It’s not hard to see why this story reaches down into our psyches while tugging at our heartstrings. Along with the human interest aspect — I have to admit to a little watering of the eyes towards the end — there are so many archetypes that speak to us. First and foremost is the idea of the Paradise Garden, the walled enclosure which requires a certain key for entry and a purifying of the spirit. There is the Sleeping Beauty trope, this time in the person of Colin, at first unseen but heard due to plaintive weeping. Mary herself is a kind of Persephone, whose presence dispels winter from the rose garden even as winter is dispelled from her heart. There are New Testament echoes too, from the Martha and Mary roles that the chambermaid Martha Phoebe Sowerby and Mary Lomax play.
Can we ignore the Beauty and the Beast theme? Archibald Craven, Colin’s grieving, reclusive father and Mary’s uncle, is the owner of Misselthwaite Manor, but is often abroad trying to forget the death of his wife and the burden of a son suffering from what seems to be both a wasting disease and a form of scoliosis. Can the jaundiced Mary, already healing herself with gardening, be the saving of her uncle?
The supporting cast also have their roles to play. There is Martha’s brother Dickon Sowerby, a faun-like lad of twelve who communes with wild animals. He reminds me of Peter Pan (Barrie’s classic was also published in 1911 though Peter had previously appeared in Peter Pan in Kensington Gardens in 1906); and the character of Dickon even looks forward to Mr Tumnus in The Lion, the Witch, and the Wardrobe, whom Lucy meets the other side of the wardrobe door.
Then there is Mrs Susan Sowerby, who despite remaining unseen through most of the story, is instrumental in bringing about the final resolution; she is the Earth Mother of the novel, a classical Sophia figure reminiscent of the fairies in Charles Kingsley’s The Water-Babies (another great children’s classic initially set in Yorkshire, at Hartover House). Let’s also not forget Mrs Sarah Ann Medlock, the housekeeper who shepherds the difficult Mary to Misselthwaite, nor Ben Weatherstaff, the under gardener who discovers the children’s hideaway but who, fortunately, is no Wildean Selfish Giant.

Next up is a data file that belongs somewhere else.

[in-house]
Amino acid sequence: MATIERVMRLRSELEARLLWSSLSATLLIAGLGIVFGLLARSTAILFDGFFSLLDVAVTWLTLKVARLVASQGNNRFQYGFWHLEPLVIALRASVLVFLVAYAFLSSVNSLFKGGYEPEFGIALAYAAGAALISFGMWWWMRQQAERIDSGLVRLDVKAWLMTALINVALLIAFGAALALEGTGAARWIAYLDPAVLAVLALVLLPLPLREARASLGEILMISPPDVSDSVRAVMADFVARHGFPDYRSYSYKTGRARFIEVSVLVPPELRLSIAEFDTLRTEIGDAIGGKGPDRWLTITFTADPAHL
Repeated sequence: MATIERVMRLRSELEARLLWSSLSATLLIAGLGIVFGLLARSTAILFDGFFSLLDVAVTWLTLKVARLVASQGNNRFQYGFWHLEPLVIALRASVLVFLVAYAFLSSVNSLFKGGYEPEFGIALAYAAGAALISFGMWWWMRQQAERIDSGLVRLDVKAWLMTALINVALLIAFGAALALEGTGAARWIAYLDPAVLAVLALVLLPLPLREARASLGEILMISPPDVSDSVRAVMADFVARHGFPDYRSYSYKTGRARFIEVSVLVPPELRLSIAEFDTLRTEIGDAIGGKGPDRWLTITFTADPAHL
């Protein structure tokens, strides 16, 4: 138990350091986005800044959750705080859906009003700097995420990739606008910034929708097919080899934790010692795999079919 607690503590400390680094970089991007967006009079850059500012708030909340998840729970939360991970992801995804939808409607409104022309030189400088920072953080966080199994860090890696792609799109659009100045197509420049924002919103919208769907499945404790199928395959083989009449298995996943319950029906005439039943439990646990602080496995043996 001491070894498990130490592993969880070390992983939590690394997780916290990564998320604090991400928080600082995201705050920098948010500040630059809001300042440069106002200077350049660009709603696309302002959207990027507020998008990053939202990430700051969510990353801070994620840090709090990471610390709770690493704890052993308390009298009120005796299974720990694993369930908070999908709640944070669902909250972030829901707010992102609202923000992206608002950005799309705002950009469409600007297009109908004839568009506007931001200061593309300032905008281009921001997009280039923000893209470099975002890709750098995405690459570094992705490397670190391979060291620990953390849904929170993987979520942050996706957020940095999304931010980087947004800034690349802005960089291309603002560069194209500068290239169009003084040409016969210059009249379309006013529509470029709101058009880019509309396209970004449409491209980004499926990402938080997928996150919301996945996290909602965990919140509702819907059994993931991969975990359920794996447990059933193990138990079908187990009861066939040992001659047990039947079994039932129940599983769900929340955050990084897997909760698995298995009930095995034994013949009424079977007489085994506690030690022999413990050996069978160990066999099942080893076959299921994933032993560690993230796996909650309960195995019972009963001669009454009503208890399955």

But, even above the emotional affect of the final redemption that rounds everything off, what infuses The Secret Garden is Magic itself, principally Natural Magic. The three children — Mary, Dickon and Colin — hold to it; Mary, who persuaded Colin to believe in himself, is told “Tha’ must have bewitched him” when his health and temper change for the better; and the fey magic that allows Dickon a comfortable familiarity with animals, while occasionally cloying, is a hint of the primordial Garden of Eden that for many remains an ideal.
The novel still has relevance now just as, a century ago, it hinted at a postcolonial existence when Britain no longer ruled a large proportion of the inhabited world. Thus natural justice is invoked when the world is compared to an orange by Susan Sowerby: